The Countryside Alliance has raised concerns about the Environment Agency’s proposal to introduce a mandatory catch and release policy for salmon fishing in some rivers in England.

The proposal is part of a series of measures being consulted on by the Environment Agency with the aim of increasing salmon stocks, which in many parts of the country remain very low.

The mandatory catch and release policy would apply to rivers that are predicted to be “at risk” in 2021 which are the: Lune, Ribble, Tees, Crake, Dorset Stour, Yealm, Cumbrian Derwent, Plym, Wyre and Calder. The policy would be introduced by making changes to the salmon and sea trout protection byelaws which would come into force in June 2018.

The Countryside Alliance has objected to any mandatory policy being introduced this year on account of the fact that many anglers have already purchased their rod licence for this season and fisheries and clubs will need time to adjust to any changes to the byelaws. The Alliance has also raised concerns about the impact that any mandatory approach could have on incentives for conservation work which could have the effect of actually reducing fish stocks even further in these rivers.

The Countryside Alliance has welcomed other measures announced by the Environment Agency, including the proposal to extend the prohibition on the use of netting to catch spring salmon stocks for a further 10 years and new restrictions on the use of netting which are long overdue.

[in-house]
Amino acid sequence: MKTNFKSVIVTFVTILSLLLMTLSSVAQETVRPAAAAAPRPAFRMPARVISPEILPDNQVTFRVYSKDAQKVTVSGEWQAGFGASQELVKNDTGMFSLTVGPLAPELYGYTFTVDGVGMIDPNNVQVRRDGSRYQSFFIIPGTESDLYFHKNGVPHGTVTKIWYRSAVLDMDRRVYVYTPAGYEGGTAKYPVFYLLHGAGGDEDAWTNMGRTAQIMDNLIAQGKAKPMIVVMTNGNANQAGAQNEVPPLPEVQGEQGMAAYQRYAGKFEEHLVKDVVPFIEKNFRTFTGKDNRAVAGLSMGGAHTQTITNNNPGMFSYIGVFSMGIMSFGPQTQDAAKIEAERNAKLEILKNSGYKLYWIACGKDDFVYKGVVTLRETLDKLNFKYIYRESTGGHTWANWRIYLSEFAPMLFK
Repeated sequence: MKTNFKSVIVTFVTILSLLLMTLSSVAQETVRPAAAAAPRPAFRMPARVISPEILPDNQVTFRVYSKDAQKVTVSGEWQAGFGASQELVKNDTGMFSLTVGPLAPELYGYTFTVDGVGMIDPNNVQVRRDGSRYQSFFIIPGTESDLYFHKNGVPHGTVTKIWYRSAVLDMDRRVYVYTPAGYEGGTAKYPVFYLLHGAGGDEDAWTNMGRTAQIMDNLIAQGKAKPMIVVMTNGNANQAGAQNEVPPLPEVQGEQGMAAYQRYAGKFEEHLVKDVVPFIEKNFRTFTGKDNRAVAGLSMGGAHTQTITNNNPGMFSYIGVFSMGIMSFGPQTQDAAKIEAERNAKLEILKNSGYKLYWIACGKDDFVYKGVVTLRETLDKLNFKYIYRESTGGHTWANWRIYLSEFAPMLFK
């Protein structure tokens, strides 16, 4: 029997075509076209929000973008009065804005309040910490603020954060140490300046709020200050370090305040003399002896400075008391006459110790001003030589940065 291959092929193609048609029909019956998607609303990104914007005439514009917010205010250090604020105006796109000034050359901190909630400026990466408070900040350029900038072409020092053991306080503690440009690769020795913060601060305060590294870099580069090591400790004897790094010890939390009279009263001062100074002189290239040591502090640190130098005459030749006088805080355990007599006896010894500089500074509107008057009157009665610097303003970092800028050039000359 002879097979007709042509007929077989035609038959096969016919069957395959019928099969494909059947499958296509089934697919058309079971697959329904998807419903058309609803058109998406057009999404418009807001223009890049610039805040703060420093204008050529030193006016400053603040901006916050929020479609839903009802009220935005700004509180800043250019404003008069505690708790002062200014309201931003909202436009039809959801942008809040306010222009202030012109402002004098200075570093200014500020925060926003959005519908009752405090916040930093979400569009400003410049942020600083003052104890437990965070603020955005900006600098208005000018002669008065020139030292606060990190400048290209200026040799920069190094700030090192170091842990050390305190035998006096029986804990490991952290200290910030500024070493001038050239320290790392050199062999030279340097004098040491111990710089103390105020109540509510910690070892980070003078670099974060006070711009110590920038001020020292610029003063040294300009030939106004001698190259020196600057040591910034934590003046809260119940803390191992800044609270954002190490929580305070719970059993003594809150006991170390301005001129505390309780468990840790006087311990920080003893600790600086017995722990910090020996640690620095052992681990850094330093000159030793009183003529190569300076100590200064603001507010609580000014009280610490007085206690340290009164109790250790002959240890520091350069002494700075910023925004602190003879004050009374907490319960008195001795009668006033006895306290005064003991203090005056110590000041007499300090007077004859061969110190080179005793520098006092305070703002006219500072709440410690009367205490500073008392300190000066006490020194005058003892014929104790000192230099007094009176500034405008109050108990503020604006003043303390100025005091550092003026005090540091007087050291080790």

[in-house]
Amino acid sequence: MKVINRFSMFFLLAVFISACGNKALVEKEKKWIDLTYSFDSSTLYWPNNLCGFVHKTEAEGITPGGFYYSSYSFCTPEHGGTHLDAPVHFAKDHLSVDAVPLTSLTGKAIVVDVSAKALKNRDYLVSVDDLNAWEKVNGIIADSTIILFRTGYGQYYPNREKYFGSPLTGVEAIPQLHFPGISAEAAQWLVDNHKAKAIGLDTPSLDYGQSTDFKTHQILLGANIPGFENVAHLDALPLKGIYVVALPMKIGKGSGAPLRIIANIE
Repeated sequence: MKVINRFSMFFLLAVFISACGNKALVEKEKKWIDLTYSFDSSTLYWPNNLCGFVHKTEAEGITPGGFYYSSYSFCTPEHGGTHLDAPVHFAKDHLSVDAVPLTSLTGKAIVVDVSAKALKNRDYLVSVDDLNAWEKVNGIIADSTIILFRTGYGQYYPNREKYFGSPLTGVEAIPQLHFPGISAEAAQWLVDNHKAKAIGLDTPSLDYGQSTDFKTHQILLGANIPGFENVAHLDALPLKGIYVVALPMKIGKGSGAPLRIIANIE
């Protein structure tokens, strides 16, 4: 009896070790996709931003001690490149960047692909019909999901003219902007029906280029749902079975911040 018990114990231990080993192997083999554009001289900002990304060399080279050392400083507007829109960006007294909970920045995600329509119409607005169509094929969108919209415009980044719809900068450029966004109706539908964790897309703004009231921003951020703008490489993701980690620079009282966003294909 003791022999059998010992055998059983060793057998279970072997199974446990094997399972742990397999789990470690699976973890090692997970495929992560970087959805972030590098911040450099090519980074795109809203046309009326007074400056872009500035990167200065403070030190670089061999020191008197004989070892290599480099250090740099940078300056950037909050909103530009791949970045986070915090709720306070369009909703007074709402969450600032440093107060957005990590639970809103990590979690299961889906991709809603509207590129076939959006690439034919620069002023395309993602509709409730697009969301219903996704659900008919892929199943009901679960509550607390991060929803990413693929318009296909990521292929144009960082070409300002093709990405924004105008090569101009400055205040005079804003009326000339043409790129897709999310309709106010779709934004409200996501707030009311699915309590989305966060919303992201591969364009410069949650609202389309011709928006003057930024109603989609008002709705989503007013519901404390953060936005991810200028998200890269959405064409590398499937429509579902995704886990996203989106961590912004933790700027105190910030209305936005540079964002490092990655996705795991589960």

Countryside Alliance Political Relations Manager, James Somerville-Meikle, commented: “We all want to see healthy salmon stocks in English rivers; the question is how this should be achieved. We have always said that responsible anglers are not the cause of the problem and in many cases the time and money invested by people who fish have helped to slow and reverse the decline of fish stocks.

“Many of the rivers included in these proposals are already achieving voluntary catch and release rates of over 90 per cent and it is disappointing that the Environment Agency has decided to ignore these efforts and not given anglers the opportunity to achieve 100 per cent rates voluntarily.”

The Environment Agency will respond to the consultation later in the spring before seeking consent from the Environment Secretary to make any changes to the byelaws.

The Countryside Alliance responses to the consultation questions can be found here.